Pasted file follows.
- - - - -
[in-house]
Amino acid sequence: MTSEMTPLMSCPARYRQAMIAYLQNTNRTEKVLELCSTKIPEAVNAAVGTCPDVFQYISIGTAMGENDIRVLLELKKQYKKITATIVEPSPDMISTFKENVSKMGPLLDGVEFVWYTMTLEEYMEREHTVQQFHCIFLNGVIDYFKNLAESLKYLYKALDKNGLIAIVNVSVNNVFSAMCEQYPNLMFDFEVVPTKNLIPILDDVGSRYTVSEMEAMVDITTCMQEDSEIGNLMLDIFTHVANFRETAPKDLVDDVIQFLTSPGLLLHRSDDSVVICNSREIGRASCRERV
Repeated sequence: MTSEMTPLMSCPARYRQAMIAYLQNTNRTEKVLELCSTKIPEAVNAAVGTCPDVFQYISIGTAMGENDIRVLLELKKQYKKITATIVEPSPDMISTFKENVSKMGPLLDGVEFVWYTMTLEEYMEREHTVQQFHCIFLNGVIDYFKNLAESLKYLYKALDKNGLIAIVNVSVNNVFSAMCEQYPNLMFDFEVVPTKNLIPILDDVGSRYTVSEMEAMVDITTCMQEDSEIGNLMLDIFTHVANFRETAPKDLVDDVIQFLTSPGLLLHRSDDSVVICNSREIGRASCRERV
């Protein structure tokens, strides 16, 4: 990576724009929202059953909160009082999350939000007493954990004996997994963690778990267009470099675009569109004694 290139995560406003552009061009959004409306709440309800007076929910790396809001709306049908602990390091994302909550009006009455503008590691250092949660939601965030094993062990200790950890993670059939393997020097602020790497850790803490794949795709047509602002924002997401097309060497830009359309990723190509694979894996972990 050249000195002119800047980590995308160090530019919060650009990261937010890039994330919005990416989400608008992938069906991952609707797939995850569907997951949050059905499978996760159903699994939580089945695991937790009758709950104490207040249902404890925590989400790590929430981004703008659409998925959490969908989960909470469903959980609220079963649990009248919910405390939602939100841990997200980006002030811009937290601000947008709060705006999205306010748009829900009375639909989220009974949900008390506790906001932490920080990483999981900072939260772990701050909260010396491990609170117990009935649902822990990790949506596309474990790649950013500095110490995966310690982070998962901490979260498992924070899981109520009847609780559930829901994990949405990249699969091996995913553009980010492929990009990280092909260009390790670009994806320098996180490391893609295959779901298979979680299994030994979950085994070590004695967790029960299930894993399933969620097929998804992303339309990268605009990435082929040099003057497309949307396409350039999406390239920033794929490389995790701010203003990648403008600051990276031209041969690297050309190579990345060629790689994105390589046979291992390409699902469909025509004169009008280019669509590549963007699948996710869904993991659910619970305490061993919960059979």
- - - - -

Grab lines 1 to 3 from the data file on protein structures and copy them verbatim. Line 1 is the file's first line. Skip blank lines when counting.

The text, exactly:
[in-house]
Amino acid sequence: MTSEMTPLMSCPARYRQAMIAYLQNTNRTEKVLELCSTKIPEAVNAAVGTCPDVFQYISIGTAMGENDIRVLLELKKQYKKITATIVEPSPDMISTFKENVSKMGPLLDGVEFVWYTMTLEEYMEREHTVQQFHCIFLNGVIDYFKNLAESLKYLYKALDKNGLIAIVNVSVNNVFSAMCEQYPNLMFDFEVVPTKNLIPILDDVGSRYTVSEMEAMVDITTCMQEDSEIGNLMLDIFTHVANFRETAPKDLVDDVIQFLTSPGLLLHRSDDSVVICNSREIGRASCRERV
Repeated sequence: MTSEMTPLMSCPARYRQAMIAYLQNTNRTEKVLELCSTKIPEAVNAAVGTCPDVFQYISIGTAMGENDIRVLLELKKQYKKITATIVEPSPDMISTFKENVSKMGPLLDGVEFVWYTMTLEEYMEREHTVQQFHCIFLNGVIDYFKNLAESLKYLYKALDKNGLIAIVNVSVNNVFSAMCEQYPNLMFDFEVVPTKNLIPILDDVGSRYTVSEMEAMVDITTCMQEDSEIGNLMLDIFTHVANFRETAPKDLVDDVIQFLTSPGLLLHRSDDSVVICNSREIGRASCRERV